The results of a survey
of what 3,500 young people between the ages of 18 and 24 – in all Arab countries except Syria – feel about the current situation in the Middle East and North Africa have just been released.
The U.N. investigation into Israel’s devastating military campaign against Gaza, from July to August 2014, has been delayed until June and in the interim Israel and the Palestinians are waging a media war to win the moral narrative as to why so many Palestinian civilians were killed during the bloody conflict.
This year, Arab political Islam will be greatly influenced by U.S. regional policy, as it has been since the Obama administration came into office six years ago. Indeed, as the U.S. standing in the region rose with Obama’s presidency beginning in January 2009, so did the fortunes of Arab political Islam.
The UN agency for Palestinian refugees has launched an ambitious recovery plan for Gaza following the 50-day devastating war between Hamas and Israel which has left the coastal territory decimated.
The son of one of the founders of the biggest Palestinian militant group decides to work with Israel. He spends a decade working undercover with the Israeli security service, the Shin Bet, thwarting dozens of Palestinian attacks and contributing significantly to the arrest or elimination of dozens of leading Palestinian militants.
Israel and its supporters abroad have parried accusations of indiscriminate destruction and mass killing of civilians in Gaza by arguing that they were consequences of strikes aimed at protecting Israeli civilians from rockets that were being launched from very near civilian structures.
Secretary-General Ban Ki-moon, in a rare moment of political candour, lashed out at Israel last week, questioning its "respect for the principles of distinction and proportionality" - particularly in the context of the civilian death toll that kept rising to over 2,000 Palestinians, with more than 75 percent civilians.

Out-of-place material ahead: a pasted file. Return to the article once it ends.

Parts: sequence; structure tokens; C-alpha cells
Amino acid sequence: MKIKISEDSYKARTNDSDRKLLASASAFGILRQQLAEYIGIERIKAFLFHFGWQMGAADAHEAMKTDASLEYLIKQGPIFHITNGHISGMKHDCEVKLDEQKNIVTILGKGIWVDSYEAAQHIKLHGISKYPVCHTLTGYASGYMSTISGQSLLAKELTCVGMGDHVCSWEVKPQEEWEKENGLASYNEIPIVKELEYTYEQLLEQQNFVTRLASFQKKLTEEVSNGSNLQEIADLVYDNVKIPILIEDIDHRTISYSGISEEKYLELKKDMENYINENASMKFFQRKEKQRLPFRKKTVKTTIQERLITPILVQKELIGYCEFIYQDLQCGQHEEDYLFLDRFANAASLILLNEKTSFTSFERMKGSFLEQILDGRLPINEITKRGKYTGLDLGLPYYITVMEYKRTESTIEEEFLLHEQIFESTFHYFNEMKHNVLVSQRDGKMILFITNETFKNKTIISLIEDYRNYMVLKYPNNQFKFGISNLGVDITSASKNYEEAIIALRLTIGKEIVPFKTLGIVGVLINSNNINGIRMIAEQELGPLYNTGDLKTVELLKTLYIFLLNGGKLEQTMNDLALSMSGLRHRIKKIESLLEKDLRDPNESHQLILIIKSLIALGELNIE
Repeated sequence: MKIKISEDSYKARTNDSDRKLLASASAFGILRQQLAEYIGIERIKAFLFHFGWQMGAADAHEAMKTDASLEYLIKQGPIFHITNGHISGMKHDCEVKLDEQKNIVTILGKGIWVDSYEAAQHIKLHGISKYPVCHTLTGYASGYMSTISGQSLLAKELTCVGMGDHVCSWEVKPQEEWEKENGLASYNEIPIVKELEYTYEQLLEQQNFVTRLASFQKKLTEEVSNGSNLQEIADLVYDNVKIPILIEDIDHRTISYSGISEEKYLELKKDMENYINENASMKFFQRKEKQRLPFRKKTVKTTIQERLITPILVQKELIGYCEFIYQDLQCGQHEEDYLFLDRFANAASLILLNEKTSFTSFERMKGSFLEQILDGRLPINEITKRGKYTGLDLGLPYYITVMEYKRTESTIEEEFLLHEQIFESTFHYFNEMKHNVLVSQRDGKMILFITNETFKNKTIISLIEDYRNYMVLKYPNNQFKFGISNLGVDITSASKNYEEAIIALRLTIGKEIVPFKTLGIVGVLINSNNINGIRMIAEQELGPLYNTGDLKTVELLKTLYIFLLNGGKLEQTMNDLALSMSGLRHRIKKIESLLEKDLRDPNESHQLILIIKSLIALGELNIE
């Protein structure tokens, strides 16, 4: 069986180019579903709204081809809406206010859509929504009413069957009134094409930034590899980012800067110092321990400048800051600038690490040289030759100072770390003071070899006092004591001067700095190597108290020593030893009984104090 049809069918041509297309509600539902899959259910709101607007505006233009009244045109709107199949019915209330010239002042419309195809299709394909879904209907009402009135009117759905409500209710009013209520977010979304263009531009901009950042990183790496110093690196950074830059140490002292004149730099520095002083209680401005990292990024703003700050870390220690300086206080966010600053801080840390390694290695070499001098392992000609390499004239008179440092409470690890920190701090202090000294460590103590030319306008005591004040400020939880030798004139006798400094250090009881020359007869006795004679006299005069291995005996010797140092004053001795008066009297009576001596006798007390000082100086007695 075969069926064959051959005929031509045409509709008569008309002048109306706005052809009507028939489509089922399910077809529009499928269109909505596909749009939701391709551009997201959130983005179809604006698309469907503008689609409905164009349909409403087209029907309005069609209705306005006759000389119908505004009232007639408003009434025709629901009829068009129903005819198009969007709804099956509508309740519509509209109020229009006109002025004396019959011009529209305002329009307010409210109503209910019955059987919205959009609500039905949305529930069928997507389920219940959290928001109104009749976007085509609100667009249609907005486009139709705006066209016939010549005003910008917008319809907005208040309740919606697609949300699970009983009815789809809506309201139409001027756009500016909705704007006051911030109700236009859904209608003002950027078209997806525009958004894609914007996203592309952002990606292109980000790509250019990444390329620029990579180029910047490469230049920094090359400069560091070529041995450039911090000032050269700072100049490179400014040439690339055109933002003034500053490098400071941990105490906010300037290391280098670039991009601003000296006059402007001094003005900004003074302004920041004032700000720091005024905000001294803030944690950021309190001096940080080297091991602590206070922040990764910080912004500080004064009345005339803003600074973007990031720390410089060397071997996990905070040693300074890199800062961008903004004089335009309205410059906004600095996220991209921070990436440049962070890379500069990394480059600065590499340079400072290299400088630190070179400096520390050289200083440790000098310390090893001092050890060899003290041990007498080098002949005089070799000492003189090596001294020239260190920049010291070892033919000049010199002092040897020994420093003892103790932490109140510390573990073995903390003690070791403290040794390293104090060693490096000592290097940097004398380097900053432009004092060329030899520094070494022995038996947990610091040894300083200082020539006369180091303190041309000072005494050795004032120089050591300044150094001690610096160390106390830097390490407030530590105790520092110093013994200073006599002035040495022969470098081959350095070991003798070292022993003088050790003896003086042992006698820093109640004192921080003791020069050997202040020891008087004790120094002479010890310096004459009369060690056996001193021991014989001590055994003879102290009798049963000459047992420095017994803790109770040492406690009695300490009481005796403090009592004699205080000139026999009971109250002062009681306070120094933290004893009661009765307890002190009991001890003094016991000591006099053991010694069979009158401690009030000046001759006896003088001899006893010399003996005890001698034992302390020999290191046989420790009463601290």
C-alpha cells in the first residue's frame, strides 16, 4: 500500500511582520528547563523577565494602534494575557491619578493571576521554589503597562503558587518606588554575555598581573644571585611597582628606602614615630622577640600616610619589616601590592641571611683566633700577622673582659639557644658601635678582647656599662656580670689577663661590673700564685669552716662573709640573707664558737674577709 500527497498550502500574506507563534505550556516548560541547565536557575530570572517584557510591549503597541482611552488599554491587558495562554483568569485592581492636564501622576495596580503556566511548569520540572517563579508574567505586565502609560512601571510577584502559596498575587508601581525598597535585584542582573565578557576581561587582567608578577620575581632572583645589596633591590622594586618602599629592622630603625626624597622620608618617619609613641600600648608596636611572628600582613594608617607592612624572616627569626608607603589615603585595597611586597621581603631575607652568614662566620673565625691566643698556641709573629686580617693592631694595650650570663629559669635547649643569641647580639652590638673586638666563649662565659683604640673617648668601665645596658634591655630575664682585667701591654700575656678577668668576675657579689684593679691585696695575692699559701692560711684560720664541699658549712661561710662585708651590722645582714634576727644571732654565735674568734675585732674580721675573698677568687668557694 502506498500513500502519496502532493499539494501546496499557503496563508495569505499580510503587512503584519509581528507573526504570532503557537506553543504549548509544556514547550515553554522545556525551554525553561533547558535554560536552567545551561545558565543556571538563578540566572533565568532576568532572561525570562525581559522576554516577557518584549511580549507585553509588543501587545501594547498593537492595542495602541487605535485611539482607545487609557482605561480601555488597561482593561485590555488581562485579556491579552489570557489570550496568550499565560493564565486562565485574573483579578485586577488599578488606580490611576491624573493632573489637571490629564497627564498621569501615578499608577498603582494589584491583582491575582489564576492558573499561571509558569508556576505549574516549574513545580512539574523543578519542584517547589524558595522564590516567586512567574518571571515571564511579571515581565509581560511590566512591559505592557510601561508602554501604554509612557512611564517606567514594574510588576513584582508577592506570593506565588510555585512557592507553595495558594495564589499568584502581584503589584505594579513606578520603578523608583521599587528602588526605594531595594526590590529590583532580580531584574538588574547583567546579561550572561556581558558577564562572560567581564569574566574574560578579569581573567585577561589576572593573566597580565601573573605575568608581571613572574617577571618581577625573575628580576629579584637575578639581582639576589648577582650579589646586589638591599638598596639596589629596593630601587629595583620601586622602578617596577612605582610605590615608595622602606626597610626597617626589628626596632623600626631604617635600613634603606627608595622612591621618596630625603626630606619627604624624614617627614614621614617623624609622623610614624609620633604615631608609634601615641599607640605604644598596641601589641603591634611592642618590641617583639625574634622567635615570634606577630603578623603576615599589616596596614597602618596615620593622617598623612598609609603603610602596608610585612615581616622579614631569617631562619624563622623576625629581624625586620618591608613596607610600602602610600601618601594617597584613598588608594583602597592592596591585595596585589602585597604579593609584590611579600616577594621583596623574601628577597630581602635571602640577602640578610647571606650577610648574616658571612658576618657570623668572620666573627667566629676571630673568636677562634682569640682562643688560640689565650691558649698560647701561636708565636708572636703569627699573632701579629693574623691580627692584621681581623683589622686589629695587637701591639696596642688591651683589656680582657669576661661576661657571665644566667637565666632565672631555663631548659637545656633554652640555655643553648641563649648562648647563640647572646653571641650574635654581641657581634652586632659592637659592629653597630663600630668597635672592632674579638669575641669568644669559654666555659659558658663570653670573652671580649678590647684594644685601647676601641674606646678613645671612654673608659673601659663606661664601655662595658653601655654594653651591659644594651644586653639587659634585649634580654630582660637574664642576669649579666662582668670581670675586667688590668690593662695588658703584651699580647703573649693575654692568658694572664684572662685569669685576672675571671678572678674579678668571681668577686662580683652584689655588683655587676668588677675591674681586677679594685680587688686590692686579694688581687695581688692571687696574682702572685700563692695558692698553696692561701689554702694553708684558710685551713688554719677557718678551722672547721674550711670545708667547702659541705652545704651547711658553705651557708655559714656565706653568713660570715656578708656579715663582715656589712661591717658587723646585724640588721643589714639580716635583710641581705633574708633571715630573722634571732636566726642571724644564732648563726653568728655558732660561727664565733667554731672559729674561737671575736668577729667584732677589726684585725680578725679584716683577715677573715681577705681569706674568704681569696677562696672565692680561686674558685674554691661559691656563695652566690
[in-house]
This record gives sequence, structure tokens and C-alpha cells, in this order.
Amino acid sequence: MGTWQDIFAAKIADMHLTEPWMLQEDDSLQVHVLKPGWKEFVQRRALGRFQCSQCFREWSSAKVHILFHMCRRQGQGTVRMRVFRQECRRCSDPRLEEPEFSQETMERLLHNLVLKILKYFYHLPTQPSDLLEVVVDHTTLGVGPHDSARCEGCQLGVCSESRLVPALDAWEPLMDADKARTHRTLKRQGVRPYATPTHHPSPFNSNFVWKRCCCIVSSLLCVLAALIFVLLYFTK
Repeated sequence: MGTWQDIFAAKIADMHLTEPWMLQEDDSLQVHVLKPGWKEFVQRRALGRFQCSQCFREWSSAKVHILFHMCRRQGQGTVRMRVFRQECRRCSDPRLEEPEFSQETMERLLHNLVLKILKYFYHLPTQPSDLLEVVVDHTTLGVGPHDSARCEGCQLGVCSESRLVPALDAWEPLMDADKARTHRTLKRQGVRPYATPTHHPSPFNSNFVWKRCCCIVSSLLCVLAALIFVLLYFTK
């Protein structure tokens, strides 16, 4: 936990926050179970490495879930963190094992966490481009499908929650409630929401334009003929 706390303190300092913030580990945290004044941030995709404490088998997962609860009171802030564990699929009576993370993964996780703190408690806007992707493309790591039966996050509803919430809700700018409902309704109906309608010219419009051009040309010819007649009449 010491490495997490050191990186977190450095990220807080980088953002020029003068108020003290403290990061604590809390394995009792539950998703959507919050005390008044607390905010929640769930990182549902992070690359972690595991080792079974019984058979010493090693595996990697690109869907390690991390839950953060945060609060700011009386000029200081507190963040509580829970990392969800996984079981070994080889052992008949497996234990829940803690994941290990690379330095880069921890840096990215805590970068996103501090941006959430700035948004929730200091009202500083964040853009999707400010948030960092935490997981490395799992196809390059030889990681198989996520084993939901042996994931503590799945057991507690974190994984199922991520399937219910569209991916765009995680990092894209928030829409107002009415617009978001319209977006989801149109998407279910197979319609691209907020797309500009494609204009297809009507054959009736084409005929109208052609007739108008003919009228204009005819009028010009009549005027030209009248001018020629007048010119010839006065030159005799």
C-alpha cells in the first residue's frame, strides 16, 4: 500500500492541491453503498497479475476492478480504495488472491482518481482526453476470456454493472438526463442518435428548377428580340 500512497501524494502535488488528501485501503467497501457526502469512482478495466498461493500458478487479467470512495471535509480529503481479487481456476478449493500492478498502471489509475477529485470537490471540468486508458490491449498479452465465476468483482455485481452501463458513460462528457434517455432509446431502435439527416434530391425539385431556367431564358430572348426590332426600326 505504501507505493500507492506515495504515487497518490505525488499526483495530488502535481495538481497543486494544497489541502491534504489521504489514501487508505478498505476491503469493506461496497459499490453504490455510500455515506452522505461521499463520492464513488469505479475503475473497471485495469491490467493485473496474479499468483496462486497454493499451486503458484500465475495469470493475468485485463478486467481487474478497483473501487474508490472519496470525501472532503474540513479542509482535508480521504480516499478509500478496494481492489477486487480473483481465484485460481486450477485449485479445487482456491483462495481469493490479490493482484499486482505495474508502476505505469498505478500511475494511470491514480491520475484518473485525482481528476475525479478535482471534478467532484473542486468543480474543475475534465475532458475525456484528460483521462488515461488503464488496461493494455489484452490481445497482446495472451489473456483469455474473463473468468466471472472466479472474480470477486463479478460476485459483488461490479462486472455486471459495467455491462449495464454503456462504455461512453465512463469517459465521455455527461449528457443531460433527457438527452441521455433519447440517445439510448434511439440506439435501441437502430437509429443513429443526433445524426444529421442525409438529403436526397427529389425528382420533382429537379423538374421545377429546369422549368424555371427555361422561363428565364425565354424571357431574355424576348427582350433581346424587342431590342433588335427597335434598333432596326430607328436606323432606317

As the dust - and the gunpowder - settles after the month-long devastating conflict in Gaza, there were apparently no victors or vanquished.
United Nations officials and human rights organisations have characterised Israeli attacks on civilian targets during the IDF war on Gaza as violations of the laws of war.
There is an age-old axiom in politics, says a cynical Asian diplomat, that you don't bite the hand that feeds you.
“Strong together, we love Israel and trust the army” – while a tentative truce takes root, banners adorned with the national colours still dominate cities and highways across the country.
When world political leaders met at the United Nations back in 2005, they unanimously adopted a resolution affirming the principle of "Responsibility to Protect" (R2P), aimed primarily at safeguarding innocent civilians from war crimes, genocide, mass atrocities and ethnic cleansing.
Pro-Israel activists assembled a huge crowd and a long list of congressional leaders and diplomats to declare their unconditional support for Israel’s military operations in the Gaza Strip on Monday, largely downplaying tensions between Jerusalem and Washington.
As the killing and destruction rages on in Gaza, and as Israeli Prime Minister Benjamin Netanyahu and the Hamas leadership exchange recriminations and threats, key regional and world players must accept a central truism: No peace can be achieved between Israel and the Palestinians without including Hamas. The quicker they internalise this fact, the faster the cycle of violence can be broken.
The overwhelming Israeli firepower unleashed on the Palestinian militant group Hamas in the ongoing battle in Gaza is perhaps reminiscent of the Algerian war of independence (1954-1962) when France, the colonial power, used its vastly superior military strength to strike back at the insurgents with brutal ferocity.